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Article paru dans le magazine américain PC Gamer de mars 2002. Merci à Alexandre pour l'info.

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Tomb Raider Next Generation : Return of the queen

One who explores caves. For fun.
Minor confession: Before Tomb Raider, I'd never come across the word "spelunker". I obviously missed that class at school. But Tombraider expanded my vocabulary. Suddenly it was spelunking here, spelunking there, spelunking wherever it was dark and wet. In 1995, in an industry finding its feet and its terminology, the third person action/adventure was a new, ahem, paradigm in video gaming. Then there was the heroine, the monumentally endowed Lara Croft. Nicknamed "Indiana Jane" to give a handy reference point for this original gameplay style and character, Lara Croft was instantly defined as a cultural icon for the digital age, and an inspiration for code hackers determined to remove her famous short shorts and tight tank-top. But through four increasingly insipid sequels, the new outfits were bigger talking points than the gameplay improvements, and though the cash rolled in, the reputation of the game franchise was sullied. Back in the public eye thanks to the high profile, commercially successful (albeit critically panned) Tomb Raider movie, developer Core Design now has a new generation of game systems ready to host its prime asset(s). Not surprisingly, the darling of the Playstation is coming to PS2, and an Xbox version will likely appear sometime later. But PC gamers should benefit even more significantly from the step up in both technology and gameplay. The new Tomb Raider game will have a darker, grittier Lara, ensconced in a complex story of powerful otherwordly creatures, friendship, and betrayal. And in possibly the biggest news of this franchise's rebirth, Lara shares the spotlight with Kurtis Trent, a never-before-seen playable character.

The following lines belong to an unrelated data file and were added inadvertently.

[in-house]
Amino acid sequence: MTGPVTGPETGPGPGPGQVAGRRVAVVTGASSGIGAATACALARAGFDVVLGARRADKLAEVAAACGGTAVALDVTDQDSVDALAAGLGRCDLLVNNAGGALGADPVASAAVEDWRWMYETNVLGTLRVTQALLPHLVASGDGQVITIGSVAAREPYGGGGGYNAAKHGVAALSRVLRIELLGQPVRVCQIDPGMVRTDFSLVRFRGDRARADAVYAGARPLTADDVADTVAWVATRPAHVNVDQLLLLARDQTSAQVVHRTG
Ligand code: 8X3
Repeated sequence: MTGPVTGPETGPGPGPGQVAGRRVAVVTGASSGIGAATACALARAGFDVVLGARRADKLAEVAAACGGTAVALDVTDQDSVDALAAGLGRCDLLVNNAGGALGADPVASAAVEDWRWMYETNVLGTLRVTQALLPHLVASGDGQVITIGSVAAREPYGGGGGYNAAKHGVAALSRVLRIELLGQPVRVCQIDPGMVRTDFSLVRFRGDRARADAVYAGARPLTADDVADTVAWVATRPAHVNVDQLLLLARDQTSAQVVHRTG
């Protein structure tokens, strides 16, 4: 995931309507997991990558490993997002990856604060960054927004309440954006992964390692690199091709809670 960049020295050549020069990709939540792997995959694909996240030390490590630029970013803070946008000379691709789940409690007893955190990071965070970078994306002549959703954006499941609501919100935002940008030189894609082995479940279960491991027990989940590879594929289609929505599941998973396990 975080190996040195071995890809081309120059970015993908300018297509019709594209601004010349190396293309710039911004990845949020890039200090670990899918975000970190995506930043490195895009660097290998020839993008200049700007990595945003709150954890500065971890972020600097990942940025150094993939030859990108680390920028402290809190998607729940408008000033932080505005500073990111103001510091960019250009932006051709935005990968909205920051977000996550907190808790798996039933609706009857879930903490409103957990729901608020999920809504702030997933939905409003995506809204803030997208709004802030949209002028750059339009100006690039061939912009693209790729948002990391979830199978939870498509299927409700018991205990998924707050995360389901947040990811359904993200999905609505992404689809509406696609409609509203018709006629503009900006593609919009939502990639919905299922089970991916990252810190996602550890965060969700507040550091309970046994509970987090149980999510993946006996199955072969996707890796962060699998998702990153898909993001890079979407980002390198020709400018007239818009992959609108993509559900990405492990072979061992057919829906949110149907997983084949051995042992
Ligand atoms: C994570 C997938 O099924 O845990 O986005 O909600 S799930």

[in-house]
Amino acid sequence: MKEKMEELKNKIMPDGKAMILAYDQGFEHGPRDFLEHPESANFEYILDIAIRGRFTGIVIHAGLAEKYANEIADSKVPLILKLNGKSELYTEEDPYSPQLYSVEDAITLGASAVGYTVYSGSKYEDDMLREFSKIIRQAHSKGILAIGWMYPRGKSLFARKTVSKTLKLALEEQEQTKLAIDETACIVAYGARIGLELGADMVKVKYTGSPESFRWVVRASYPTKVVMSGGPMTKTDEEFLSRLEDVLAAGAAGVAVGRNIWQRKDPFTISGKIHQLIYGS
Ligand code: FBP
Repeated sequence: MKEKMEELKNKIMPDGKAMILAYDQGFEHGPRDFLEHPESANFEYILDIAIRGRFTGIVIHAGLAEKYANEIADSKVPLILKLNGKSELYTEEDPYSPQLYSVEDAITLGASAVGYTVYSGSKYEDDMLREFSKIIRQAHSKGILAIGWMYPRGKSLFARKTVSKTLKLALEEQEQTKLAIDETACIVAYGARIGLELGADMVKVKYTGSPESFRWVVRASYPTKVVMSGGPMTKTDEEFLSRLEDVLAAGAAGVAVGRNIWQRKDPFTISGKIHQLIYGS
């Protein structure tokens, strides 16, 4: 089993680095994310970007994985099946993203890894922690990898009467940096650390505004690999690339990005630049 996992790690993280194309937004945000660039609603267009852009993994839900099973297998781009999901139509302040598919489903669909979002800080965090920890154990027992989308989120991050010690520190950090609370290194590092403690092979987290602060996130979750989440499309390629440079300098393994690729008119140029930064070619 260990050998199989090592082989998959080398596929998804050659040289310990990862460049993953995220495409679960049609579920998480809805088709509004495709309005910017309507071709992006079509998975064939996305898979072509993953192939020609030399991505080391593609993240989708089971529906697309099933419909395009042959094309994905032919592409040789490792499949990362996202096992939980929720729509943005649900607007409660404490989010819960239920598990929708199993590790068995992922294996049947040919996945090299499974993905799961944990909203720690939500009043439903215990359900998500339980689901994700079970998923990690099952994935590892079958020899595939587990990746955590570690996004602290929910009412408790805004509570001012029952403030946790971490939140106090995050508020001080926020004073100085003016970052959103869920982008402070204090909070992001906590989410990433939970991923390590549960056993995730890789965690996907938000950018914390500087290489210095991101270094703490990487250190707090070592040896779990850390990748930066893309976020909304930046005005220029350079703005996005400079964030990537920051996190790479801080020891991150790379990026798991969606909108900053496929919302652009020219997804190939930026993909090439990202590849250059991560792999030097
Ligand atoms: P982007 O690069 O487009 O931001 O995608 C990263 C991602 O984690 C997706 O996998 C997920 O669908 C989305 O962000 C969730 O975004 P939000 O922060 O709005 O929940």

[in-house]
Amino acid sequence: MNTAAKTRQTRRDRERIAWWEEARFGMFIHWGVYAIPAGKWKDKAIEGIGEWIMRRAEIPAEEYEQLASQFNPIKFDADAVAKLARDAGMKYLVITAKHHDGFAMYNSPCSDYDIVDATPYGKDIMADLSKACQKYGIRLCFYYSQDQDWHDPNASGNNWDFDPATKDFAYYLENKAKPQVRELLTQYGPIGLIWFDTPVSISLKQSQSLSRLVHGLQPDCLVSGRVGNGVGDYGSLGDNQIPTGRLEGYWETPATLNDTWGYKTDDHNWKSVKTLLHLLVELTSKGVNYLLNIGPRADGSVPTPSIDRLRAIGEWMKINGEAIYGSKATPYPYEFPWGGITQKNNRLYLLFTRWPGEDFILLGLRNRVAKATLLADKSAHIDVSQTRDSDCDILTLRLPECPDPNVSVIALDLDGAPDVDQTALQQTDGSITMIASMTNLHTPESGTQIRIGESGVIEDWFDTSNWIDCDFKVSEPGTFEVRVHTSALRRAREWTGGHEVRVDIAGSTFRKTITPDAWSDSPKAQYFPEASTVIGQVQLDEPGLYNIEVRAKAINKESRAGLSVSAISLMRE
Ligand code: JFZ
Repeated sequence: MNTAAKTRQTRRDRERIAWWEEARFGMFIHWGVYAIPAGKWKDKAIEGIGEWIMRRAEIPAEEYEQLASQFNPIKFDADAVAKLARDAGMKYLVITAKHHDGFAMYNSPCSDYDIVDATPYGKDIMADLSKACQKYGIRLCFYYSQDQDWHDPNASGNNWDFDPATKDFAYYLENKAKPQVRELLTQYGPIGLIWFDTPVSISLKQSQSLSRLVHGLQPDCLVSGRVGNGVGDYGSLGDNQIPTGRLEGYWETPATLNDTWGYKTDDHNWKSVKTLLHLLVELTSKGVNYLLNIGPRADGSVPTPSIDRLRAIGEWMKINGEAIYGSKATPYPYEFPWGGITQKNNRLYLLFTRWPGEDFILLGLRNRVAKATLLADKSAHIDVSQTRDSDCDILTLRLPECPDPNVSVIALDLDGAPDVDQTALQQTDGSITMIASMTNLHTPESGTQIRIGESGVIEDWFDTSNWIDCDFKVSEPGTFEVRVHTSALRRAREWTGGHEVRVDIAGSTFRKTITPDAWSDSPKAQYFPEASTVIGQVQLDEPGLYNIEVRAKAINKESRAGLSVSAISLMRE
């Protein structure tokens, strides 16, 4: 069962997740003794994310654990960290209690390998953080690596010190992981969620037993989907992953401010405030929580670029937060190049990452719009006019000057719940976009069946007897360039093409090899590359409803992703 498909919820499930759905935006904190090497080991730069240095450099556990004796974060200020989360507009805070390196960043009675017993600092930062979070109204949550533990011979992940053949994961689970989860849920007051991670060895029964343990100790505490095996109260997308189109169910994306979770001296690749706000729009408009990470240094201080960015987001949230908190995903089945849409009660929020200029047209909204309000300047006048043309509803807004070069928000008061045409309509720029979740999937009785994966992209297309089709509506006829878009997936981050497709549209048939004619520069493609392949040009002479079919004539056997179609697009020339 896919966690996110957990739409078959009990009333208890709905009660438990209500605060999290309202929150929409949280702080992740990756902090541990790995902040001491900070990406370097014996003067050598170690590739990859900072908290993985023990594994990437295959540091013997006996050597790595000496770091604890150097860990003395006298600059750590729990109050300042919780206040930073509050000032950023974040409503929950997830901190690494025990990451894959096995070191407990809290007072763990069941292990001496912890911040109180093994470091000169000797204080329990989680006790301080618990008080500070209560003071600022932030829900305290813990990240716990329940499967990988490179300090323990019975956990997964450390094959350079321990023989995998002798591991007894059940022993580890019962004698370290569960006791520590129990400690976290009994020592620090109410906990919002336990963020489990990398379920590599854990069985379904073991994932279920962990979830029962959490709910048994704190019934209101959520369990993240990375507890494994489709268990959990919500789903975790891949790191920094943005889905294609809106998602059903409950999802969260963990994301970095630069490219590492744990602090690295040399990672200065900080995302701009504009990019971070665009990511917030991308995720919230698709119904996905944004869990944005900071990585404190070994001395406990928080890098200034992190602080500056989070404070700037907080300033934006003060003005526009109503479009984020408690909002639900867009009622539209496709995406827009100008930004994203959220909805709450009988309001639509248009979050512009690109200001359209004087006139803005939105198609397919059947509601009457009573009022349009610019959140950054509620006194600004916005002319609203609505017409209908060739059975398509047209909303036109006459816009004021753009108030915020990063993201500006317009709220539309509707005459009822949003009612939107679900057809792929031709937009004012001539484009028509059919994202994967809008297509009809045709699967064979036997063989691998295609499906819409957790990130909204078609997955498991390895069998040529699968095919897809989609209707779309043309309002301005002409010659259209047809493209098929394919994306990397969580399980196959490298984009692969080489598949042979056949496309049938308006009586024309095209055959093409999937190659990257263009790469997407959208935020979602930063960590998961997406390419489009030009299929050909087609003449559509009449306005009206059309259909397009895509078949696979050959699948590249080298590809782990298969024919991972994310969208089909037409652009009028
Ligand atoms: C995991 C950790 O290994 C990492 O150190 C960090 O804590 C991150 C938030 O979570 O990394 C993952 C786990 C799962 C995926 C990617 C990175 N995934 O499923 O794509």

"For us, we wanted to finish after Tomb Raider II," says Adrian Smith, the ebullient operations director at Core Design, "[TR2] was always going to be successful, in TR3 we listened to the consumers too much-it was too hard and too confusing." Tomb Raider: The Last Revelation and Tomb Raider Chronicles made it five games in five years ("we won't do that again," says Smith, though Core may have to given its current plans for the expansion of the TR universe). So Core was really struggling for ideas since Lara had apparently died at the end of part four. Well, prepare for a shock: Lara's not Dead! No, you'll get to see what actually happened in a cut-scene intro that, in an original twist, you'll revisit two more times of the course of the game, opening up more details as the intriguing plot unfolds. For Core, reinventing the Tomb Raider franchise for the next generation required taking a big-picture approach. So, a scriptwriter was hired, one who has literally written the book on Tomb Raider. This ongoing, expansive, epic tale will likely take five or possibly more games to tell over the next few years. But it means that the plot twists retain a real cohesion with no arbitrary decisions, and pave a finite path for Lara to tread.